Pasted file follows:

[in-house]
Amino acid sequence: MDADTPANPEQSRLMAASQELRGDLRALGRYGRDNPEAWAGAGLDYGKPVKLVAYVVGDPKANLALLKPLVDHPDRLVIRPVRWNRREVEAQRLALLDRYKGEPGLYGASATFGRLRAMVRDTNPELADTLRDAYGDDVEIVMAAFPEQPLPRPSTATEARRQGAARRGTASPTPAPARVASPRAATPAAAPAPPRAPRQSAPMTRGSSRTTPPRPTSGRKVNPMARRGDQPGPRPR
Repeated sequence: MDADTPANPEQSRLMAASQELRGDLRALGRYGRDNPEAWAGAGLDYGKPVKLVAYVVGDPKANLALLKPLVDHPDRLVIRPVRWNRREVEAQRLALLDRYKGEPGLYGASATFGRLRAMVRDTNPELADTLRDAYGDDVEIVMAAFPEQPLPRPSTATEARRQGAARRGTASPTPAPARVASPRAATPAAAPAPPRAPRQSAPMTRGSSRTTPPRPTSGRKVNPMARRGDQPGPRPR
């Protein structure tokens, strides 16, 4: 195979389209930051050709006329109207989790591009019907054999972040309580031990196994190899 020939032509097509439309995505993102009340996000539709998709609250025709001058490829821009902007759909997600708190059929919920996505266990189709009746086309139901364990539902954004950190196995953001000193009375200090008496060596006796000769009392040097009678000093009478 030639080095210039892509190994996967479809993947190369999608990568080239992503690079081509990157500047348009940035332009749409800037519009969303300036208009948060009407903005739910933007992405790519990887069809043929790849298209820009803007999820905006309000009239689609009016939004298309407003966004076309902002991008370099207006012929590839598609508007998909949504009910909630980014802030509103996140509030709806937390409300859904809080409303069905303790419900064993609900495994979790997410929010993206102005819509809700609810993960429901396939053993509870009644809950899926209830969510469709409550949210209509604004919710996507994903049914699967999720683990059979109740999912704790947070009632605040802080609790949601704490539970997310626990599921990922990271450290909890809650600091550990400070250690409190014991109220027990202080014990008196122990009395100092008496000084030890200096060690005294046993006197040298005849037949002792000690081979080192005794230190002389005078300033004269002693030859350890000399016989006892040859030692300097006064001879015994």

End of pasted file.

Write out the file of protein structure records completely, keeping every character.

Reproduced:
[in-house]
Amino acid sequence: MDADTPANPEQSRLMAASQELRGDLRALGRYGRDNPEAWAGAGLDYGKPVKLVAYVVGDPKANLALLKPLVDHPDRLVIRPVRWNRREVEAQRLALLDRYKGEPGLYGASATFGRLRAMVRDTNPELADTLRDAYGDDVEIVMAAFPEQPLPRPSTATEARRQGAARRGTASPTPAPARVASPRAATPAAAPAPPRAPRQSAPMTRGSSRTTPPRPTSGRKVNPMARRGDQPGPRPR
Repeated sequence: MDADTPANPEQSRLMAASQELRGDLRALGRYGRDNPEAWAGAGLDYGKPVKLVAYVVGDPKANLALLKPLVDHPDRLVIRPVRWNRREVEAQRLALLDRYKGEPGLYGASATFGRLRAMVRDTNPELADTLRDAYGDDVEIVMAAFPEQPLPRPSTATEARRQGAARRGTASPTPAPARVASPRAATPAAAPAPPRAPRQSAPMTRGSSRTTPPRPTSGRKVNPMARRGDQPGPRPR
């Protein structure tokens, strides 16, 4: 195979389209930051050709006329109207989790591009019907054999972040309580031990196994190899 020939032509097509439309995505993102009340996000539709998709609250025709001058490829821009902007759909997600708190059929919920996505266990189709009746086309139901364990539902954004950190196995953001000193009375200090008496060596006796000769009392040097009678000093009478 030639080095210039892509190994996967479809993947190369999608990568080239992503690079081509990157500047348009940035332009749409800037519009969303300036208009948060009407903005739910933007992405790519990887069809043929790849298209820009803007999820905006309000009239689609009016939004298309407003966004076309902002991008370099207006012929590839598609508007998909949504009910909630980014802030509103996140509030709806937390409300859904809080409303069905303790419900064993609900495994979790997410929010993206102005819509809700609810993960429901396939053993509870009644809950899926209830969510469709409550949210209509604004919710996507994903049914699967999720683990059979109740999912704790947070009632605040802080609790949601704490539970997310626990599921990922990271450290909890809650600091550990400070250690409190014991109220027990202080014990008196122990009395100092008496000084030890200096060690005294046993006197040298005849037949002792000690081979080192005794230190002389005078300033004269002693030859350890000399016989006892040859030692300097006064001879015994």